Per state law, the assessment is directly related to the benefit each property receives from better, stronger flood protection. The assessment district is divided into four zones so properties are grouped by similar benefit. 

  • Benefit within each of the four zones is determined by the risk of flooding and the expected flood damage (prior to the levee improvements)
  • Rates within each zone are determined by property type (residential, agriculture, commercial/industrial, office, institutional) and parcel size
Q: What are the rates in each of the four zones?

It depends upon the property type, but the single-family residential rates for FY 10/11 are as follows:

     South Zone $148.04 per year
     Central A $ 11.33 per year
     Central B $ 32.16 per year
     East $ 11.12 per year

Q: Does the assessment amount stay the same or increase over time?
A: The proposed assessment includes an annual cost of living increase of no more than four percent each year. Any increases must be tied to the Department of Labor Consumer Price Index and would need approval in the annual budgeting process.
Q: Which of the four zones are protected from flooding by which levees?
A: East Zone – Yuba River Levee; Central A – Yuba River Levee and Feather River Levee; Central B – Yuba River Levee and Feather River Levee – depth of flooding is less than Central A; South – all levees.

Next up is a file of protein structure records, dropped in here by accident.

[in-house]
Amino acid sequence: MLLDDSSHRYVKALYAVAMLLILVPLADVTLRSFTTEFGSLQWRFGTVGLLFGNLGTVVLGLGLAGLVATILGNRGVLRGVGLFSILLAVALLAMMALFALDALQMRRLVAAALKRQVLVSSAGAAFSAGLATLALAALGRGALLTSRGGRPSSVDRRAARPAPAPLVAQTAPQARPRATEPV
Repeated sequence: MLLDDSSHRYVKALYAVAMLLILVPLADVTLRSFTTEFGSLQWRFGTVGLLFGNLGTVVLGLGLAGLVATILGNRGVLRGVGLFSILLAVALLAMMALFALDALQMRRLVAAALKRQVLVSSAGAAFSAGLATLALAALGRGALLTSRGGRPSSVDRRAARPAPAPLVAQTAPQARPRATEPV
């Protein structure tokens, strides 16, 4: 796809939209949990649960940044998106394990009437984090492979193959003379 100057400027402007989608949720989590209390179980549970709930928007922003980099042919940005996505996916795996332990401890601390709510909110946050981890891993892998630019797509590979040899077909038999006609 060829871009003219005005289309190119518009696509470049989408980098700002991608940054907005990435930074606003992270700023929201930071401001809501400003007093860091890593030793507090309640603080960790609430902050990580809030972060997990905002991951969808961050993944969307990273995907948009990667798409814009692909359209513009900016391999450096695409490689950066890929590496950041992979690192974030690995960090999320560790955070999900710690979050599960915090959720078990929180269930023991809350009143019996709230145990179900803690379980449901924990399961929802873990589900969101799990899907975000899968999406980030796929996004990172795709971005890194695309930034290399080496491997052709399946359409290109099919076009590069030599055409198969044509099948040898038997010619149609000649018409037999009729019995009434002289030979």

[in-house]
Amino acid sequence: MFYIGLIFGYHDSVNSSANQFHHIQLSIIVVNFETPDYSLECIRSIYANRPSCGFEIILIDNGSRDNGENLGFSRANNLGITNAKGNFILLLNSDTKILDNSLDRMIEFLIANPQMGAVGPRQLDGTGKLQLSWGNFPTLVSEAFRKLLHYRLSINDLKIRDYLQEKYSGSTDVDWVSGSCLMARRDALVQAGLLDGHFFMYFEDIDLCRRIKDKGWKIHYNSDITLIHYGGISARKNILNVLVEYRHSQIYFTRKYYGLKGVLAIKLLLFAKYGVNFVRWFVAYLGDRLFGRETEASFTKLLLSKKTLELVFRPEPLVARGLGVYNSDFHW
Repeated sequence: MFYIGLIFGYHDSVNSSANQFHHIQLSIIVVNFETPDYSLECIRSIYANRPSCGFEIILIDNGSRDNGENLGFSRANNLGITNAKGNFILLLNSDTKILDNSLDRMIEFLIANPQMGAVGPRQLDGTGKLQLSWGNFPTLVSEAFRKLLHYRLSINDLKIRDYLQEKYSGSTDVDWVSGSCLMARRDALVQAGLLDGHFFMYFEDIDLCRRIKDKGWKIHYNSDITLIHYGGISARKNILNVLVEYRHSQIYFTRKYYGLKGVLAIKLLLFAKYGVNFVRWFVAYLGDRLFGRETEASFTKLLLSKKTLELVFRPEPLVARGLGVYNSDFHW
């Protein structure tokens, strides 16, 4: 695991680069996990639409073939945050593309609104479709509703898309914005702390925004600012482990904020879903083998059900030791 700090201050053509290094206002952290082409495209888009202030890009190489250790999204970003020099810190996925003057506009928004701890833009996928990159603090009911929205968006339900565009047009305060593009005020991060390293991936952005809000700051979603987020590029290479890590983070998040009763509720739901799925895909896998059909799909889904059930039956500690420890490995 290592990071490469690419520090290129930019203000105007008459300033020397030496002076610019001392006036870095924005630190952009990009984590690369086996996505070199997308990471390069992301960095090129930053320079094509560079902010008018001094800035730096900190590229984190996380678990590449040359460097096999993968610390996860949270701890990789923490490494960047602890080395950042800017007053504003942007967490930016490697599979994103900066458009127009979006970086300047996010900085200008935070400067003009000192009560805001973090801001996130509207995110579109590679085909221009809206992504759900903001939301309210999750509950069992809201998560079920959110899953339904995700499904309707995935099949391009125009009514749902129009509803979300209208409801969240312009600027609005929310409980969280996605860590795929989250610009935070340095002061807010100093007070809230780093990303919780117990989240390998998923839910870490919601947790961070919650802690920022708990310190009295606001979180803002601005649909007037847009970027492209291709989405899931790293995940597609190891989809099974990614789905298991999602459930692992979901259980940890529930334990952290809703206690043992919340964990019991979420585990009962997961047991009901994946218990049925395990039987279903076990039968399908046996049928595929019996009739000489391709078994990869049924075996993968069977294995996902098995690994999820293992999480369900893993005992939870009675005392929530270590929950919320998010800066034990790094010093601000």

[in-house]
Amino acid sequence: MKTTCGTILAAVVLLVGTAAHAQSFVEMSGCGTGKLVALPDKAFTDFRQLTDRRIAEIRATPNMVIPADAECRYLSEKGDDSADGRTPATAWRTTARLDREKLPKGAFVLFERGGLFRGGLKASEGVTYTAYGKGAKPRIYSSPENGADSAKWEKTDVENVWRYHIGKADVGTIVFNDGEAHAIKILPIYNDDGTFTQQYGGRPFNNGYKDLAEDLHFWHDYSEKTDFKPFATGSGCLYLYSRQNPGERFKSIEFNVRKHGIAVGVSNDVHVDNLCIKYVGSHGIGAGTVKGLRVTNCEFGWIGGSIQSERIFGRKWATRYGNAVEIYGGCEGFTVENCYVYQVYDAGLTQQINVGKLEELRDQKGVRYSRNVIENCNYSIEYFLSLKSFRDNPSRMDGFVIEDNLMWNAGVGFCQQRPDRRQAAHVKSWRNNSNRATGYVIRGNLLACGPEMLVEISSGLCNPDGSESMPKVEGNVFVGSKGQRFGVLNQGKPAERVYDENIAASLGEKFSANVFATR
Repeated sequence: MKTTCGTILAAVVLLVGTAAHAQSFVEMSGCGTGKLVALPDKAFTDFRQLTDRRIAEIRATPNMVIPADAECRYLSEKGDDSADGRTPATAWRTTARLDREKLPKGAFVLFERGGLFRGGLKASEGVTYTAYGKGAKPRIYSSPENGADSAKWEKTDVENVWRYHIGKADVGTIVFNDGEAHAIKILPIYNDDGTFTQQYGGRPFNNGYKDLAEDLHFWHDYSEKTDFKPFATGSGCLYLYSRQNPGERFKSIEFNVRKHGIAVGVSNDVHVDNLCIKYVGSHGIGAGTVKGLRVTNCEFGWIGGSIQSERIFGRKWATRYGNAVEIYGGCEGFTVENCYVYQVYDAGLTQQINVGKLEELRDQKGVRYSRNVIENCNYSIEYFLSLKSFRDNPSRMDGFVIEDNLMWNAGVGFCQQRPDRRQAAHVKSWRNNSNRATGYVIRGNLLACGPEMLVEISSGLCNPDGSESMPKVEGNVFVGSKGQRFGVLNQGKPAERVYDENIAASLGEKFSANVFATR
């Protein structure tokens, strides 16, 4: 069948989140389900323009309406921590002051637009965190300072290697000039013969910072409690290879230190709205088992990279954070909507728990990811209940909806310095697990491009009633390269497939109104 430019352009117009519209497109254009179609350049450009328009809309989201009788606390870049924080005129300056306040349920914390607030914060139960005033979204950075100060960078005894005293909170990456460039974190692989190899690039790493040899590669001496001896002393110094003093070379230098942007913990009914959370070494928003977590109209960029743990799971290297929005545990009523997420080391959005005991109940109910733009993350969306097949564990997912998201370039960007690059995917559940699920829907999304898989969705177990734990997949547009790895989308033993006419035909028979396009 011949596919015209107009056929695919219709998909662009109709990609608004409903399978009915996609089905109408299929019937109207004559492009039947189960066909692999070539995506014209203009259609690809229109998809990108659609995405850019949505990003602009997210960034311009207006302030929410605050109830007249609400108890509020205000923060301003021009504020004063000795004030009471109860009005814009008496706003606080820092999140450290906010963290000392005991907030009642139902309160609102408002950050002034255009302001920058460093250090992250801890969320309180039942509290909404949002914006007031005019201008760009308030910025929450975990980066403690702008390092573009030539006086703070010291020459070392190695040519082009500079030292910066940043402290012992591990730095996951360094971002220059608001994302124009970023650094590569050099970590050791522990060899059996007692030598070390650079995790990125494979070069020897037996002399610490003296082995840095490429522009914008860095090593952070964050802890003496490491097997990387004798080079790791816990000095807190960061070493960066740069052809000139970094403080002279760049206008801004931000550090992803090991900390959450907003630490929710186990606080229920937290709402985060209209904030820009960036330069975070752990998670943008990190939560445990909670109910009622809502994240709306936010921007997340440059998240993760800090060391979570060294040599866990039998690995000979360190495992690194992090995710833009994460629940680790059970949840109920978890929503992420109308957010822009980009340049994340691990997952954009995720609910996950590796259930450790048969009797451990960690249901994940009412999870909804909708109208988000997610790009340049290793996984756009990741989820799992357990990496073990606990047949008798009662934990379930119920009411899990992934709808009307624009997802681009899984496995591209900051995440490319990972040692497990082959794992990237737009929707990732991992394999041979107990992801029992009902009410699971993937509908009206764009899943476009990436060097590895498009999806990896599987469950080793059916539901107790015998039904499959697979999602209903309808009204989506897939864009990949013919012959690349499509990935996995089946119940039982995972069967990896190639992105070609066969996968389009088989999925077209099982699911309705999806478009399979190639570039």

Q: Maintenance of the levee is an RD 784 problem, so shouldn't this assessment be handled by RD 784?
A: TRLIA has a legal obligation to ensure maintenance of the levees it has improved and thus maintained. It is required to do so by the permits it has received from the State, and pursuant to the funding agreement whereby the State contributed hundreds of millions of dollars to the program. Additionally, TRLIA is a joint powers authority of RD 784 & Yuba County, so it is an agent of those entities.
Q: Why is there no Developer money for levee operations and maintenance?
A: The Developers' only commitment was to fund capital improvements (with the exception of the limited $500,000 for operations and maintenance).
Flood Mapping and Flood Insurance
Q: How does the FEMA mapping process work?

The Federal Emergency Management Agency (FEMA) is responsible for evaluating flood risk throughout the United States. Recent catastrophic floods provided new information about how and why levees fail. FEMA used this information to reevaluate the safety of levees nationwide, including those in South Yuba County.

Results from these evaluations will be used to update FEMA’s National Flood Insurance Rate Maps, the maps that show high-risk and low-risk flood zones. Flood insurance is much less expensive in low-risk flood zones. In high-risk communities, most property owners are required to purchase flood insurance at much higher rates.

Q: How are levee operations and maintenance linked to FEMA mapping and flood insurance?

In order to maintain low-cost flood insurance rates, levee improvements must achieve and maintain accreditation by the Federal Emergency Management Agency (FEMA).

To maintain FEMA accreditation, levees must be backed by a properly funded operations and maintenance program. The proposed annual assessment will provide the money needed to pay for levee maintenance and operations.


TRLIA Assessment District